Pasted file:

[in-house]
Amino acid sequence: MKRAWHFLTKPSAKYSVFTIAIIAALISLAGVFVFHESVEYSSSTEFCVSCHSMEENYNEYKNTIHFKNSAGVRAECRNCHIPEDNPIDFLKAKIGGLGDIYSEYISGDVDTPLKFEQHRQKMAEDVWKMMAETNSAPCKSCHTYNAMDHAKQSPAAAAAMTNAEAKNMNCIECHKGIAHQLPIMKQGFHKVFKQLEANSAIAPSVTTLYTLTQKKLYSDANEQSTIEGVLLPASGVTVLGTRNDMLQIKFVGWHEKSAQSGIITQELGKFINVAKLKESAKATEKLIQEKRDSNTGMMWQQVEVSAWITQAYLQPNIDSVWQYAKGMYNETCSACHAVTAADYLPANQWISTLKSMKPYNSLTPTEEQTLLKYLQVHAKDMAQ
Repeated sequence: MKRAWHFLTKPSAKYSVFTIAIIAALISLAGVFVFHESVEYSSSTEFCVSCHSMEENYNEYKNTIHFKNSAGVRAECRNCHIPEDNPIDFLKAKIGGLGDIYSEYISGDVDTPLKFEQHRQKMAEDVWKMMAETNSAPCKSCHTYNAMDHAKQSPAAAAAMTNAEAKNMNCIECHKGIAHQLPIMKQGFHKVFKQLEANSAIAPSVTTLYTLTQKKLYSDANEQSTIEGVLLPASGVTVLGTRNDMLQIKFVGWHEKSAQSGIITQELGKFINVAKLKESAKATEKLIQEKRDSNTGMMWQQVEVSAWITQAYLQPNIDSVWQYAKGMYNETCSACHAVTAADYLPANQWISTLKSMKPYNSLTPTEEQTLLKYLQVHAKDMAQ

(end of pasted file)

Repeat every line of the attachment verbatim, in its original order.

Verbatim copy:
[in-house]
Amino acid sequence: MKRAWHFLTKPSAKYSVFTIAIIAALISLAGVFVFHESVEYSSSTEFCVSCHSMEENYNEYKNTIHFKNSAGVRAECRNCHIPEDNPIDFLKAKIGGLGDIYSEYISGDVDTPLKFEQHRQKMAEDVWKMMAETNSAPCKSCHTYNAMDHAKQSPAAAAAMTNAEAKNMNCIECHKGIAHQLPIMKQGFHKVFKQLEANSAIAPSVTTLYTLTQKKLYSDANEQSTIEGVLLPASGVTVLGTRNDMLQIKFVGWHEKSAQSGIITQELGKFINVAKLKESAKATEKLIQEKRDSNTGMMWQQVEVSAWITQAYLQPNIDSVWQYAKGMYNETCSACHAVTAADYLPANQWISTLKSMKPYNSLTPTEEQTLLKYLQVHAKDMAQ
Repeated sequence: MKRAWHFLTKPSAKYSVFTIAIIAALISLAGVFVFHESVEYSSSTEFCVSCHSMEENYNEYKNTIHFKNSAGVRAECRNCHIPEDNPIDFLKAKIGGLGDIYSEYISGDVDTPLKFEQHRQKMAEDVWKMMAETNSAPCKSCHTYNAMDHAKQSPAAAAAMTNAEAKNMNCIECHKGIAHQLPIMKQGFHKVFKQLEANSAIAPSVTTLYTLTQKKLYSDANEQSTIEGVLLPASGVTVLGTRNDMLQIKFVGWHEKSAQSGIITQELGKFINVAKLKESAKATEKLIQEKRDSNTGMMWQQVEVSAWITQAYLQPNIDSVWQYAKGMYNETCSACHAVTAADYLPANQWISTLKSMKPYNSLTPTEEQTLLKYLQVHAKDMAQ